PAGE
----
Over one in 10 Americans aged 12 and over are currently using antidepressants, according to recent data from a federal health survey. Indeed, antidepressants are the most commonly prescribed drug for adults ages 18 to 44.
Antidepressant use rose by almost 400 percent from 1988 to 1994 and 2005 to 2008. This increase likely resulted in part from advances in antidepressant drugs, including the discovery of SSRIs (selective serotonin re-uptake inhibitors). These newer drugs both treat depression more effectively than the older drugs (e.g., tricyclics) and are associated with fewer side effects.
Yet despite these impressive numbers, many who could benefit most from antidepressants are still not taking them. Two out of three people who suffer from severe depression are not getting the medication that could help them. Thus, while some may complain that antidepressant use is becoming excessive, the data suggest that these drugs may still not be reaching those who need them most.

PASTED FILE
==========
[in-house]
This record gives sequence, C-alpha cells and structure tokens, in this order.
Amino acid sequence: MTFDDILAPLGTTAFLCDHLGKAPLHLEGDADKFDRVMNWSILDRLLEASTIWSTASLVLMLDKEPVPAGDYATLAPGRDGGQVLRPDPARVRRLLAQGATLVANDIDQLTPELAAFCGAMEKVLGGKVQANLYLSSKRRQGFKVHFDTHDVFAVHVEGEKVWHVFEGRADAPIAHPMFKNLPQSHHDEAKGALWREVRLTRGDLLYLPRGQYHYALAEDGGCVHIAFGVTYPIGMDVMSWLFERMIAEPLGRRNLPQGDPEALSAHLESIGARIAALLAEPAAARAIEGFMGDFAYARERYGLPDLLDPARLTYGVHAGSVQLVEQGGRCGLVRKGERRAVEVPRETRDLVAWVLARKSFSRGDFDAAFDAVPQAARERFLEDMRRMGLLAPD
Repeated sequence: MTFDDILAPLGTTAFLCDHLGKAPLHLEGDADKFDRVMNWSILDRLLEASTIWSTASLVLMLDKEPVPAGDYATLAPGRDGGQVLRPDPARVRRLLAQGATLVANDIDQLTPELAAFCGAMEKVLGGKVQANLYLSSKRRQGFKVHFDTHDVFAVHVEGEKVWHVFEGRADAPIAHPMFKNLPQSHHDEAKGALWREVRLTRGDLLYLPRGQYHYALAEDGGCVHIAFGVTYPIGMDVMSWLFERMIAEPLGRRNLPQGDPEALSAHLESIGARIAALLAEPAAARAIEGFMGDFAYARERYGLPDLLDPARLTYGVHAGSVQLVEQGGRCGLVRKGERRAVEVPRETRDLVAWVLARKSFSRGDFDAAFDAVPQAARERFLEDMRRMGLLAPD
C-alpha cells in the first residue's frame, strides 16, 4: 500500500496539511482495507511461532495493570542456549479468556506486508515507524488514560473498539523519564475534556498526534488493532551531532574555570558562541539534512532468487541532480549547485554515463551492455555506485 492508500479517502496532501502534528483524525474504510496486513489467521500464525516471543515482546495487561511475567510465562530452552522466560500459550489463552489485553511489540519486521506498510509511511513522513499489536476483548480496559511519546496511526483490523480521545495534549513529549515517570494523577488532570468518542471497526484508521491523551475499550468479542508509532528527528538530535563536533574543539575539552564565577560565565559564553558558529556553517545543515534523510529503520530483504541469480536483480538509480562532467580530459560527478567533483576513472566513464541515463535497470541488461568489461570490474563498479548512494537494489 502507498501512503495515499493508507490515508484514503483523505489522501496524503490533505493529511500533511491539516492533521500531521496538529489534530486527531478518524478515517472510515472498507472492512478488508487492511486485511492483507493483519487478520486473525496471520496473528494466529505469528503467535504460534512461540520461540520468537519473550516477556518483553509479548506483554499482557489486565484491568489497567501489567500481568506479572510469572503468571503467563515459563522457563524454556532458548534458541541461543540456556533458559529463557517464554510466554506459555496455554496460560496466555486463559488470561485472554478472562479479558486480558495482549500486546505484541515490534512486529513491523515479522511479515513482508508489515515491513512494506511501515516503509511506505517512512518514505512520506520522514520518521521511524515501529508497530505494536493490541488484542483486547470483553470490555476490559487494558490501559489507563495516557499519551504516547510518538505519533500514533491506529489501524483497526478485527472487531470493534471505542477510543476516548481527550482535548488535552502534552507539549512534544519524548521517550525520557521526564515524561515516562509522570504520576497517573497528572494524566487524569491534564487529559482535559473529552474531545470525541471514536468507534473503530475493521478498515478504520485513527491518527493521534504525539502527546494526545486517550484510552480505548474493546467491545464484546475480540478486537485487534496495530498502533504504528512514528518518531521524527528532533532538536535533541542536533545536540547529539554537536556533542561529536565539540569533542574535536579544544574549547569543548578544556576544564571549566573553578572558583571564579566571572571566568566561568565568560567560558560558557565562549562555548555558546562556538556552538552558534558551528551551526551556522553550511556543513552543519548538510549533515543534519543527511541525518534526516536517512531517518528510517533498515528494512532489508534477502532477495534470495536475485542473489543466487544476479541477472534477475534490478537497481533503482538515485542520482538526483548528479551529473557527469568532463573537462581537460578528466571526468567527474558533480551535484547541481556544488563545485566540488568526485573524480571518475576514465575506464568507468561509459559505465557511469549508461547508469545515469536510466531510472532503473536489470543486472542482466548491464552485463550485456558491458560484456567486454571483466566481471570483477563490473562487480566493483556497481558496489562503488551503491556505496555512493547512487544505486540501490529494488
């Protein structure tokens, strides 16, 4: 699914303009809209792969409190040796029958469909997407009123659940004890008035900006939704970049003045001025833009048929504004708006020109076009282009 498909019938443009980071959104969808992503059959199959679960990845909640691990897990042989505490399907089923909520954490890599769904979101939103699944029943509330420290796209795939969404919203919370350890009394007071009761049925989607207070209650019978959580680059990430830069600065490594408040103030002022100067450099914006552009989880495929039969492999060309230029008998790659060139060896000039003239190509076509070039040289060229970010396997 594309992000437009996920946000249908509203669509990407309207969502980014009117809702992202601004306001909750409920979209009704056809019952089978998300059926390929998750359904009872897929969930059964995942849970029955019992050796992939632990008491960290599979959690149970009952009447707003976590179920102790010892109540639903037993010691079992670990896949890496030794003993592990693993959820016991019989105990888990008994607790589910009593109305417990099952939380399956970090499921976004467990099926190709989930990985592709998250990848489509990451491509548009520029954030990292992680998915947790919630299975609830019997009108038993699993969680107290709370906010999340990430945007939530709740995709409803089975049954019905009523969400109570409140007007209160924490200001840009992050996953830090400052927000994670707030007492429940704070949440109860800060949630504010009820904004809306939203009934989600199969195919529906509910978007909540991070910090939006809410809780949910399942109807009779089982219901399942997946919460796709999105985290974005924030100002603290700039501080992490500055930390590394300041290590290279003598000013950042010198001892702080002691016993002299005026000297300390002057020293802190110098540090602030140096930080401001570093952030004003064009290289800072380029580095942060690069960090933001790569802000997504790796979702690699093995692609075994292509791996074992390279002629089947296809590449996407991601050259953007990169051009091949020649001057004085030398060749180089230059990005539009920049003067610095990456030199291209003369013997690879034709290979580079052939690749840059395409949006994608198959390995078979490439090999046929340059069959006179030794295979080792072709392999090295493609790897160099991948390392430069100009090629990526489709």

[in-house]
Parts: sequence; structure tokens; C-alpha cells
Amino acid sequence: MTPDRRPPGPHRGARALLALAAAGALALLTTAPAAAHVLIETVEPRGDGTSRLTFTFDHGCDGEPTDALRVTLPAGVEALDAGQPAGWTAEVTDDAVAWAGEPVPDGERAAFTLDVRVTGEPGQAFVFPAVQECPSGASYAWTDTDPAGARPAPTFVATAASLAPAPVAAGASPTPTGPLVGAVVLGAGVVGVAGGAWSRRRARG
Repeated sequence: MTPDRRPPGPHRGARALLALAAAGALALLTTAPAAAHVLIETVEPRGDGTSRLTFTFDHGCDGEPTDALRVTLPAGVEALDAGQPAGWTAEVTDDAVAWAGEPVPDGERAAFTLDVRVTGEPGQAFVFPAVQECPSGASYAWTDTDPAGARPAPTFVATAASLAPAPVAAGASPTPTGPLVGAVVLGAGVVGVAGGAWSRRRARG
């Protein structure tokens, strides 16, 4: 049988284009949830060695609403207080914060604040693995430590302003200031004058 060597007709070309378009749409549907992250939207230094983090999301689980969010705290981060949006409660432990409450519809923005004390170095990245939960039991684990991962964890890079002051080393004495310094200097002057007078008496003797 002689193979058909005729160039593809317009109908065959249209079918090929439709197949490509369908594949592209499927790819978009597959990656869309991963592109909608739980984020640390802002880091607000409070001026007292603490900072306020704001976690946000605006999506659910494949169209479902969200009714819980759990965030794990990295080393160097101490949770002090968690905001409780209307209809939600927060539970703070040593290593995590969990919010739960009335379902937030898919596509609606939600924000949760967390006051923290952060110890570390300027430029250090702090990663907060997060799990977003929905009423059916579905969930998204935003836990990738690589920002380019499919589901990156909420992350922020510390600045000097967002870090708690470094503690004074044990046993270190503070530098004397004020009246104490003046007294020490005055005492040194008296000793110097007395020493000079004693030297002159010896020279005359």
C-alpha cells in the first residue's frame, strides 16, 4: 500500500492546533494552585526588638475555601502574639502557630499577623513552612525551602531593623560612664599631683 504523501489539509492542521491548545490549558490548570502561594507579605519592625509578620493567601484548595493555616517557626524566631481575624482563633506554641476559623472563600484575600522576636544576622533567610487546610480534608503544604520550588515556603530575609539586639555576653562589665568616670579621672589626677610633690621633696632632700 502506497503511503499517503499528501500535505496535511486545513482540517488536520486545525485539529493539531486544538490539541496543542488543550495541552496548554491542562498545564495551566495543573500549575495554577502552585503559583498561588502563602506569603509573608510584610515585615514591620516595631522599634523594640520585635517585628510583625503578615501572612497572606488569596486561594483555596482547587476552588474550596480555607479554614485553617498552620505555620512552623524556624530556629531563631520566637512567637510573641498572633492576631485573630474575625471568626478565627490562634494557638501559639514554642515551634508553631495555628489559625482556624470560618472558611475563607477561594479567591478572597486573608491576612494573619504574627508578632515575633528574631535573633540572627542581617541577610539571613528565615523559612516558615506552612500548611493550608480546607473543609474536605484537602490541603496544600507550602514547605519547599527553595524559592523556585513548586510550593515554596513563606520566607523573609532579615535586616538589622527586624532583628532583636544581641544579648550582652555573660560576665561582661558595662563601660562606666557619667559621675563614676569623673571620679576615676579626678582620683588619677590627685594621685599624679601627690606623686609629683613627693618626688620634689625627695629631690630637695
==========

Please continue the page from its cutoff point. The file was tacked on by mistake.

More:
ACSH's Dr. Gilbert Ross perspective addresses this situation: Considering the horrible toll of depression on an individual s life, and the fact that suicide claims far too many lives in our country, especially among young people, physicians need to be more proactive about promoting antidepressants for those who need them most. Even now, some physicians are reluctant to bring the subject of depression up, and patients still fear the stigma of mental illness. These issues must be confronted in order to make potentially lifesaving therapy available to them.